I'm not so sure that leaving your employer short handed is all that great of a way to do....something. This isn't like A Day Without Immigrants, where the jobs that they weren't going to were jobs that Americans allegedly won't do. It's not like there are a bunch of jobs out there that straight people won't do. (OK, there aren't a lot of jobs straight people won't do.) But aside from that, if you'll recall, the "immigrants" (Translation: People who are in this country illegally) held massive, and I mean massive rallies and marches across the country, all the while leaves and grass clippings went unblown for 24 hours. You couldn't help but notice all of the "immigrants" on a day that was, as the name of the day implied, supposed to have no "immigrants". The No Gay thing isn't like that. It's....um....something different.
But it's unclear to me what that 'something' is. So since this thing is on the same day as International Human Rights Day, I figured I'd check them out and see what they're doing. Turns out, they've been doing this for 60 years, so they're old pros. They seem to spend the day with art exhibits, speeches, demonstrations and things of that nature to bring people's attention and awareness to the subject of Human Rights for all. There wasn't anything in there about volunteering. Not that volunteering isn't a grand thing to do on any day not just Human Rights Day! I'm not saying that. I'm just saying that for a group that's been promoting their gig and sending their message for 60 years, you'd think that perhaps those looking to attach themselves and their own movement/cause to that of the International Human Rights folks, might take a gander at how they have done things for sixty years and do something along the same lines. Well, I'd think that. But I'm not in charge of A Day Without A Gay (thank God).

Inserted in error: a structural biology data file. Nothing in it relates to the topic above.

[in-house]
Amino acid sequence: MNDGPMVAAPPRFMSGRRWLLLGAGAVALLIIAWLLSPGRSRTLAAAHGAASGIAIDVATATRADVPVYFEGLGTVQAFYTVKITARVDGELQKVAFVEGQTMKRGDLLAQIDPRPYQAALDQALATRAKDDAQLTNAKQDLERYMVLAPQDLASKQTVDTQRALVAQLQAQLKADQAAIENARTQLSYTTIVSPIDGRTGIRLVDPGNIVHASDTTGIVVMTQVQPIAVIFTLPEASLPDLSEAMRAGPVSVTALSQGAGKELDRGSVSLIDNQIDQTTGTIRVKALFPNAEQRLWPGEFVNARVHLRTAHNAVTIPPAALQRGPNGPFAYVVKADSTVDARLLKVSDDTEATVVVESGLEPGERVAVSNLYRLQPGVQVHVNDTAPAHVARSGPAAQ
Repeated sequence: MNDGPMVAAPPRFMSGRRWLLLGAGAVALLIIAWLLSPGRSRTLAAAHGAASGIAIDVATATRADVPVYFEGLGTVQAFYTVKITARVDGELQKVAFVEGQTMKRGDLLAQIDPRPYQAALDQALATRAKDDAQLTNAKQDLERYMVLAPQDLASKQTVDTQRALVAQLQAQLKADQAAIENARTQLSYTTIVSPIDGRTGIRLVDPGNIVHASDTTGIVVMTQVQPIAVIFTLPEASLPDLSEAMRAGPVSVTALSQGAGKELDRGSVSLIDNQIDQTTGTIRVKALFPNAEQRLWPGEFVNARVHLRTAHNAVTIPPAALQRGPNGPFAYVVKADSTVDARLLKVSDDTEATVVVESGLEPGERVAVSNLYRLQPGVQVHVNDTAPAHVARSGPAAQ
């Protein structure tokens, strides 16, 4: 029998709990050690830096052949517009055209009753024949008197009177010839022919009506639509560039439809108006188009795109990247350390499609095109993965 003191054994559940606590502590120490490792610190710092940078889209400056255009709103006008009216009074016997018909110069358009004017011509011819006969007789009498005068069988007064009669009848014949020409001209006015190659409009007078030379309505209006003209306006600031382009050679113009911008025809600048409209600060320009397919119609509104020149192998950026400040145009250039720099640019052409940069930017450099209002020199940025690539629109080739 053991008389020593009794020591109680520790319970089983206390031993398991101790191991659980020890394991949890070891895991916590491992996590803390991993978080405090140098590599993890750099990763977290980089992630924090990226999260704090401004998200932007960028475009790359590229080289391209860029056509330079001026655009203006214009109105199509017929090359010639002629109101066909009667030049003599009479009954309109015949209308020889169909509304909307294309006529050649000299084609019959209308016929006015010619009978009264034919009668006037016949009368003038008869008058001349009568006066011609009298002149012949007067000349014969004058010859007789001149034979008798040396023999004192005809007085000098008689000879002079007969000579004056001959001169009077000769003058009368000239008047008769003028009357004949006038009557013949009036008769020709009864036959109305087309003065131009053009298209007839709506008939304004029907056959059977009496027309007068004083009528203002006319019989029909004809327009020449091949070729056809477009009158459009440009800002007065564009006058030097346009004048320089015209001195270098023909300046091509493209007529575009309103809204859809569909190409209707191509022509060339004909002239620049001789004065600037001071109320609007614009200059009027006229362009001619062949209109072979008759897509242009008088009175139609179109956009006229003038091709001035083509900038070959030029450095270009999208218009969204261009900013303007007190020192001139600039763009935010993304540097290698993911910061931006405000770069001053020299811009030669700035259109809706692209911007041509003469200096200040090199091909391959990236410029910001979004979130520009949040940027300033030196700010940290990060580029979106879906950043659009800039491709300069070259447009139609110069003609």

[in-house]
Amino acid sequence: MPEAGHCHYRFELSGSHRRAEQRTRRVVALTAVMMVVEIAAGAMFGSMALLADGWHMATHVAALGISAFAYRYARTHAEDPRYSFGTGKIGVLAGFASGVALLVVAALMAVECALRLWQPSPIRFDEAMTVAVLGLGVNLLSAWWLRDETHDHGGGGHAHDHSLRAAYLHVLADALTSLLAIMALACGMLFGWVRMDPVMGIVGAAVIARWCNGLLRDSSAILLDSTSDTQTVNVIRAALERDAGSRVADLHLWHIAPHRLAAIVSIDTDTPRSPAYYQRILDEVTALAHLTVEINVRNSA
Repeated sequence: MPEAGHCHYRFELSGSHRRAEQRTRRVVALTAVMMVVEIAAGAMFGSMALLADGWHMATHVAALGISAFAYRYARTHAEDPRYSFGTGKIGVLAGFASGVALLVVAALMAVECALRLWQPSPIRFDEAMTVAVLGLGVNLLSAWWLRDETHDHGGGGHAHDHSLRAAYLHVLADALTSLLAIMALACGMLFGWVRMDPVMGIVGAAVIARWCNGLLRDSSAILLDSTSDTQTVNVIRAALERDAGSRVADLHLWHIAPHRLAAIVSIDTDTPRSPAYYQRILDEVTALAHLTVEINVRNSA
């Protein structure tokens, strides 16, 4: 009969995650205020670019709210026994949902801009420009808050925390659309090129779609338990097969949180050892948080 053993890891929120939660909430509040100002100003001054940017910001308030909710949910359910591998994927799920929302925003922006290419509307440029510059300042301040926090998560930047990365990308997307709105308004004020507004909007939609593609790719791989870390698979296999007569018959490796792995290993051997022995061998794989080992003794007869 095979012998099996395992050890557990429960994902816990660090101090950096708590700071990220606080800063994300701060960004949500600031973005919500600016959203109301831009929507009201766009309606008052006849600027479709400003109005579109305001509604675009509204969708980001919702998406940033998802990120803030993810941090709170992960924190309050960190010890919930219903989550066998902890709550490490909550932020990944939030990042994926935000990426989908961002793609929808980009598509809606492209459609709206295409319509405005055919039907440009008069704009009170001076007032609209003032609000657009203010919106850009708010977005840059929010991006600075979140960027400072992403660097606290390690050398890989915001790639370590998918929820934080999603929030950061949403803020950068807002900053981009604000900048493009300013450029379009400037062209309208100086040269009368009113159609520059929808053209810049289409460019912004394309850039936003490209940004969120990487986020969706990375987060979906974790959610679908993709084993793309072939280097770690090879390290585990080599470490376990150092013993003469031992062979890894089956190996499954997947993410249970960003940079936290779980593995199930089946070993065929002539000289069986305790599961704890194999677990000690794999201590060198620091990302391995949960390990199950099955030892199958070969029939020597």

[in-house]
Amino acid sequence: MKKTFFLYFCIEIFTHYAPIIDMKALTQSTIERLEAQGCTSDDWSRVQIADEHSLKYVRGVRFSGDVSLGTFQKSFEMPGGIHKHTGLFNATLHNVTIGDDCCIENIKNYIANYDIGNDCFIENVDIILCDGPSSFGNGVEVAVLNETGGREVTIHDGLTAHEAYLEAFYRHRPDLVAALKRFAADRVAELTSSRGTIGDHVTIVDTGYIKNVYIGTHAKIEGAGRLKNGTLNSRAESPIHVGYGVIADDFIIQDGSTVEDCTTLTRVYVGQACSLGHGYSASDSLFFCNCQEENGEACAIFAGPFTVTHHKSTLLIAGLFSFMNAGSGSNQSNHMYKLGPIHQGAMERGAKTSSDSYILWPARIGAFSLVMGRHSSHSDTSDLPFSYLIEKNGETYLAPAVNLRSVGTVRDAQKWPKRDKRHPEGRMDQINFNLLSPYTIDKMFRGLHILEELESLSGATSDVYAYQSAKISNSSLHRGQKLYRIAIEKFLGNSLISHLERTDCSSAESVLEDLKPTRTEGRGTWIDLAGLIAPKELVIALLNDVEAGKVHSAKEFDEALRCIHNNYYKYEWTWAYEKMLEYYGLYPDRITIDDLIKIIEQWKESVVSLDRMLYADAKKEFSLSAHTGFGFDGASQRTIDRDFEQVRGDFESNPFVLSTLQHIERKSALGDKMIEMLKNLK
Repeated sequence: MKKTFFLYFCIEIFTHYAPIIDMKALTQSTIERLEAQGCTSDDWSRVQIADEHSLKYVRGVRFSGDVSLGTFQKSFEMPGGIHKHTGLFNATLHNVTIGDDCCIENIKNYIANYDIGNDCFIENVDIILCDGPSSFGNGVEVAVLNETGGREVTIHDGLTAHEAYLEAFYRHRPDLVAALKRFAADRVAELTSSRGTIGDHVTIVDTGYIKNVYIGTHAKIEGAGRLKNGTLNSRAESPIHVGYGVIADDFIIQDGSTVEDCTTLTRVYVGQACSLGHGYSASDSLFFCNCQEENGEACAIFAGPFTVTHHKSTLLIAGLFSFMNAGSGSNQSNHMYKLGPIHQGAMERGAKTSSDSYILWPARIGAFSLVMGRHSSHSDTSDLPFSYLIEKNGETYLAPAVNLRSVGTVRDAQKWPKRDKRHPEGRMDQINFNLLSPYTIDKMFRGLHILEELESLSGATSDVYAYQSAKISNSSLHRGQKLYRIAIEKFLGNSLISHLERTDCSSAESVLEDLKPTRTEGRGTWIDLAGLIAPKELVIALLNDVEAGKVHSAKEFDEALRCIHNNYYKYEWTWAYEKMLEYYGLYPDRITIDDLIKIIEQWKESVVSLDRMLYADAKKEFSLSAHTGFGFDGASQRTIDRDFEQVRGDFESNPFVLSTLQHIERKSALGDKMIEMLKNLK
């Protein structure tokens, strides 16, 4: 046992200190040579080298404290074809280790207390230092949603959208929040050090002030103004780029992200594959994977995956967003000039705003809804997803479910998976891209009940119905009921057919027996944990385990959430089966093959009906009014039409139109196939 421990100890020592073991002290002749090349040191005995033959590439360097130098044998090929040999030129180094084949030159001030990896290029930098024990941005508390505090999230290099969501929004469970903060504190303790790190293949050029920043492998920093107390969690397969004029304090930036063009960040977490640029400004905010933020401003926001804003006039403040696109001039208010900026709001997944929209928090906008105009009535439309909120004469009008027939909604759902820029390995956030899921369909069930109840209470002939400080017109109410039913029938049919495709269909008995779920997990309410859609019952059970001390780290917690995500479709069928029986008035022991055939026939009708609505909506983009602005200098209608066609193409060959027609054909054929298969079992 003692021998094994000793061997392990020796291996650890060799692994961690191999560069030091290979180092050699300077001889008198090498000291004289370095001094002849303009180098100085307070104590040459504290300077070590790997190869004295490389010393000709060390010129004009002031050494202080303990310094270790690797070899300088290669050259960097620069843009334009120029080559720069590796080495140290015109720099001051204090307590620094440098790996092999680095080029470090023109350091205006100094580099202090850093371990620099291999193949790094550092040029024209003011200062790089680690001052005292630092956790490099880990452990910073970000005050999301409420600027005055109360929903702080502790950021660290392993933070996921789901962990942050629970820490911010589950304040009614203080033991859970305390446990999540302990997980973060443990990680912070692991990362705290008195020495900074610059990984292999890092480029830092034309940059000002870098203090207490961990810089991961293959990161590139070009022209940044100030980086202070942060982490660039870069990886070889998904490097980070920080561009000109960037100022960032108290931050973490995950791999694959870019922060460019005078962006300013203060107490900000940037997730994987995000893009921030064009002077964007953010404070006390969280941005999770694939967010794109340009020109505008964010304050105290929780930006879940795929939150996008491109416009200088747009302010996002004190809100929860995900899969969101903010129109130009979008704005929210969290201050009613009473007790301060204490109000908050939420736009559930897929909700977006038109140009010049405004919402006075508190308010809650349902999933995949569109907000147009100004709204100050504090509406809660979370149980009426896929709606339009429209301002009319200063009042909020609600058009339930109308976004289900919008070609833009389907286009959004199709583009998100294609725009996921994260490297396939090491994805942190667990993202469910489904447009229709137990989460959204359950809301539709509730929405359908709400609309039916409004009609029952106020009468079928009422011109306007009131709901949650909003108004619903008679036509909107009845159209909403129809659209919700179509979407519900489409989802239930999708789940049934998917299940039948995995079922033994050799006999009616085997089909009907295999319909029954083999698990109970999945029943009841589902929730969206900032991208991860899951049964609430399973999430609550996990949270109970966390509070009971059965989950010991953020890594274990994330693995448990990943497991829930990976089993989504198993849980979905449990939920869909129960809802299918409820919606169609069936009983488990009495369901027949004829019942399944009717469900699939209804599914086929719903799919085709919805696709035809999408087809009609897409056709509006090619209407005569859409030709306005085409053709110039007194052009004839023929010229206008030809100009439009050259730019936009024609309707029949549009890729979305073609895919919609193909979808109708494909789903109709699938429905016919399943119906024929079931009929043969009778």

You know, this is one of those things where the saying "Any publicity is good publicity" isn't necessarily the case. If a large number of people "call in gay" and then there is not a large presence of extra volunteers throughout various communities, it won't look good. And if this is about changing people's perceptions so that they'll vote differently, you might want to make sure that you're going to make a positive, or at least not a negative, impression. So far, this whole "movement" to have equal rights for those who are gay has been a little bit like herding cats. I mean, come on, there are over forty states with anti-gay marriage laws/legislation and now it's time to do something? Herding cats. And lesbians have a lot of cats, so as you can imagine, it's quite the chore.
So remember, if one of your co-workers can't make it to work on Wednesday, don't be alarmed. They're just gay.Sphere: Related Content